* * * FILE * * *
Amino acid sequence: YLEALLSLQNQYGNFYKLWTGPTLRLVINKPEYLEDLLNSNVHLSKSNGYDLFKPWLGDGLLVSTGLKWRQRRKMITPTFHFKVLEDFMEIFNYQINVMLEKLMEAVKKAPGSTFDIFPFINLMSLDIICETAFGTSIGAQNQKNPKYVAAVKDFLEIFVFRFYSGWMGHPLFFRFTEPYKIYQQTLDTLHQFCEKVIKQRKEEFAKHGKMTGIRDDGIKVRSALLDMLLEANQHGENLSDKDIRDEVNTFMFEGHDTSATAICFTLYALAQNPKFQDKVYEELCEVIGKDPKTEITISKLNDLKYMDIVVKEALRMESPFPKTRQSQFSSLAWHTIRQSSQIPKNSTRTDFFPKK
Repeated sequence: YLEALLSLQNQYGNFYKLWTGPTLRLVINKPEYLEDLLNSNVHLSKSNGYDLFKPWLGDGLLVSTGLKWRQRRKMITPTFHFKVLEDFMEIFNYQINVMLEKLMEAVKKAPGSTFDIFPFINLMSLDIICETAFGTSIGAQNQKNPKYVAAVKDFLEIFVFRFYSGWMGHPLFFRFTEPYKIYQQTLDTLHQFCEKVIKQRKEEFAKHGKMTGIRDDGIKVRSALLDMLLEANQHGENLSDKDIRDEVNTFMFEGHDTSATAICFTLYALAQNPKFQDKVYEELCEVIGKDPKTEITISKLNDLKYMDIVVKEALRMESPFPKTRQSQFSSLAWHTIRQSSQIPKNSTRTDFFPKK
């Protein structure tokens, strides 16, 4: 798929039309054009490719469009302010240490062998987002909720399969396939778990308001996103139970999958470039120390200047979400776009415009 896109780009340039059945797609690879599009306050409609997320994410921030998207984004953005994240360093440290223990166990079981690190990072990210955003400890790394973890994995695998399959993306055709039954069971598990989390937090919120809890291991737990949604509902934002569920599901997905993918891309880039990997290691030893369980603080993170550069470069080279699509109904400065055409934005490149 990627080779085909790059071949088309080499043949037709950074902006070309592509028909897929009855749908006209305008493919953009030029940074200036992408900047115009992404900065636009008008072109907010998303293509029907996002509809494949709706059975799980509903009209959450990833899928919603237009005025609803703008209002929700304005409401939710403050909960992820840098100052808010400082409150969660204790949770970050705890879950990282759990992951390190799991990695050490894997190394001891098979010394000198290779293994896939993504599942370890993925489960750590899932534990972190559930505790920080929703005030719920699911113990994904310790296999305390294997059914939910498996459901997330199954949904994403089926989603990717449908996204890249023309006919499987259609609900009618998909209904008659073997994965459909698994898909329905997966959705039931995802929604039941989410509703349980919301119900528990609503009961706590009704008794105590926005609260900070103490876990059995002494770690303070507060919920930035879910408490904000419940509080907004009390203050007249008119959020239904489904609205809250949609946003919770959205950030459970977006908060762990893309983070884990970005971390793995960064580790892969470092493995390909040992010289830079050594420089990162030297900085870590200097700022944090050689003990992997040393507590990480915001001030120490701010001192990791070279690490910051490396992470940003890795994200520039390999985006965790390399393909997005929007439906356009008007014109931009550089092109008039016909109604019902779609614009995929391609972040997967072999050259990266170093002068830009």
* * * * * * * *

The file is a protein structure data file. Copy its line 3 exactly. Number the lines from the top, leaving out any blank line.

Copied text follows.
């Protein structure tokens, strides 16, 4: 798929039309054009490719469009302010240490062998987002909720399969396939778990308001996103139970999958470039120390200047979400776009415009 896109780009340039059945797609690879599009306050409609997320994410921030998207984004953005994240360093440290223990166990079981690190990072990210955003400890790394973890994995695998399959993306055709039954069971598990989390937090919120809890291991737990949604509902934002569920599901997905993918891309880039990997290691030893369980603080993170550069470069080279699509109904400065055409934005490149 990627080779085909790059071949088309080499043949037709950074902006070309592509028909897929009855749908006209305008493919953009030029940074200036992408900047115009992404900065636009008008072109907010998303293509029907996002509809494949709706059975799980509903009209959450990833899928919603237009005025609803703008209002929700304005409401939710403050909960992820840098100052808010400082409150969660204790949770970050705890879950990282759990992951390190799991990695050490894997190394001891098979010394000198290779293994896939993504599942370890993925489960750590899932534990972190559930505790920080929703005030719920699911113990994904310790296999305390294997059914939910498996459901997330199954949904994403089926989603990717449908996204890249023309006919499987259609609900009618998909209904008659073997994965459909698994898909329905997966959705039931995802929604039941989410509703349980919301119900528990609503009961706590009704008794105590926005609260900070103490876990059995002494770690303070507060919920930035879910408490904000419940509080907004009390203050007249008119959020239904489904609205809250949609946003919770959205950030459970977006908060762990893309983070884990970005971390793995960064580790892969470092493995390909040992010289830079050594420089990162030297900085870590200097700022944090050689003990992997040393507590990480915001001030120490701010001192990791070279690490910051490396992470940003890795994200520039390999985006965790390399393909997005929007439906356009008007014109931009550089092109008039016909109604019902779609614009995929391609972040997967072999050259990266170093002068830009």